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In the music spotlight: Matthew Sweet


Matthew Sweet’s success is unconventional for an artist who found his audience in the ‘90s, gained by sticking to a timeless strand of confessional power pop and rock music while others scrambled to take up the resounding call of Nirvana’s game-changing 1991 album “Nevermind.”

Sweet’s third album “Girlfriend” followed in October that year. The album remains a fixture at rock radio thanks to the caffeinated charge of its title track and the lovesick ode to comic book character and deadly vigilante-nun “Evangeline.” Deeper examination of the whole collection reveals “Girlfriend” as the classic breakup album, wherein Sweet poured all of his emotional pain following a divorce. Asked whether he’d be able to write songs just a powerful without such a devastating catalyst, Sweet told Entertainment Weekly, “I’m sure I’ll be just as depressed at some other point in my life.”

Although the success of the “Girlfriend” album hasn’t been duplicated in the 25 years since its release, Sweet has found inspiration both positive and negative for a flood of other great tunes. The title of 1995’s “100% Fun” was lifted from Kurt Cobain’s suicide note, and the album’s single “Sick of Myself” was a disarmingly charming rocker with a hook reminiscent of Electric Light Orchestra’s “Do Ya.”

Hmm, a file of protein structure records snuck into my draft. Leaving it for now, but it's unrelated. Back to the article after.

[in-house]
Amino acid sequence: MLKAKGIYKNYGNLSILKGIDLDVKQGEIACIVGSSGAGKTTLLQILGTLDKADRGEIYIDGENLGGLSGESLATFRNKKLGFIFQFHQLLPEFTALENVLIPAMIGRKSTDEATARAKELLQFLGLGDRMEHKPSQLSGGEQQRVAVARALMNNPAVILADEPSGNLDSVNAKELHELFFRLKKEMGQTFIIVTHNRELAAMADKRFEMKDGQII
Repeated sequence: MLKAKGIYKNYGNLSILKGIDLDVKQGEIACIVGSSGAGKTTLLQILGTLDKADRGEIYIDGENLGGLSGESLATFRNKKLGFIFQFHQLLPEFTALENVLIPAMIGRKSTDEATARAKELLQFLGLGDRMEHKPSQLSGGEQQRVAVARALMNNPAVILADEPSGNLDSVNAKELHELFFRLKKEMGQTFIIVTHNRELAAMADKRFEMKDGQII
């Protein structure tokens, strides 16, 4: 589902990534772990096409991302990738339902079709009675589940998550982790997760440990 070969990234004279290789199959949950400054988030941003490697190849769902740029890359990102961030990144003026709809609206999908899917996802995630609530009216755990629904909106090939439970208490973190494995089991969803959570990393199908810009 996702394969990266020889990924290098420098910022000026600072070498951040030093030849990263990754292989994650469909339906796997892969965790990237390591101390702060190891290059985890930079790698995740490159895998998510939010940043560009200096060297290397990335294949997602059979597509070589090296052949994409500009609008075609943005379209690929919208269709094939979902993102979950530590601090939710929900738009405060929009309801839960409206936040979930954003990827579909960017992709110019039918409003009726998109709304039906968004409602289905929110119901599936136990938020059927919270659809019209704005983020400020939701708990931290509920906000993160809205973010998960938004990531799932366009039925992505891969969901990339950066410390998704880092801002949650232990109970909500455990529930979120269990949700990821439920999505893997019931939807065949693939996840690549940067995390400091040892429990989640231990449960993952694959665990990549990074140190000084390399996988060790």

Sweet made sidesteps into winsome alt-country with The Thorns, and has a series of lovingly crafted “Under the Covers” albums with Bangles frontwoman Susanna Hoffs. His last solo album was 2011’s “Modern Art.” Songs like the heartsick nostalgia of “Oh, Oldendaze!” and chiming psych-pop of “She Walks the Night” drew from Sweet’s classic template of Big Star, the Byrds and the Beatles, with Beach Boys-inspired vocal harmonies.

Sweet arrives at Park West with longtime sideman, local hero and veteran Velvet Crush drummer Ric Menck in tow. With luck, the set list may include a preview of songs from Sweet’s forthcoming album “Tomorrow Forever.”

* Matthew Sweet, with Material Reissue, 8 p.m. Sept. 9, Park West, 322 W. Armitage. Tickets $25 (ages 18+over;

Jeff Elbel is a local freelance writer.